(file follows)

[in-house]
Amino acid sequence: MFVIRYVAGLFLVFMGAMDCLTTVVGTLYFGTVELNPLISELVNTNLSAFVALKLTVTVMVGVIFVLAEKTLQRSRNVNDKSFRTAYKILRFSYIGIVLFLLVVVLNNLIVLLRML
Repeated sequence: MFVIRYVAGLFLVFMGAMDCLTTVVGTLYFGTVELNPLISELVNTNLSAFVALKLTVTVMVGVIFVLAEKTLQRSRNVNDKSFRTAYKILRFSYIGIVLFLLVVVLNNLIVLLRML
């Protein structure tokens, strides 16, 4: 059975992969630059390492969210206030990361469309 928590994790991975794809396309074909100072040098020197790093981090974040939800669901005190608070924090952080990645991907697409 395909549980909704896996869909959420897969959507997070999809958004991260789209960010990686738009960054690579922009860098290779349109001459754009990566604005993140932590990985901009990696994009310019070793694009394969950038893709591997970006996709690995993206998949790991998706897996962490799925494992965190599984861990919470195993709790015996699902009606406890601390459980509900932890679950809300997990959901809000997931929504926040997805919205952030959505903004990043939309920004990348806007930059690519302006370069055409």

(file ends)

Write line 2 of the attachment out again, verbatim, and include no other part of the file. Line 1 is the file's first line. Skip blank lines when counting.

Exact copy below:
Amino acid sequence: MFVIRYVAGLFLVFMGAMDCLTTVVGTLYFGTVELNPLISELVNTNLSAFVALKLTVTVMVGVIFVLAEKTLQRSRNVNDKSFRTAYKILRFSYIGIVLFLLVVVLNNLIVLLRML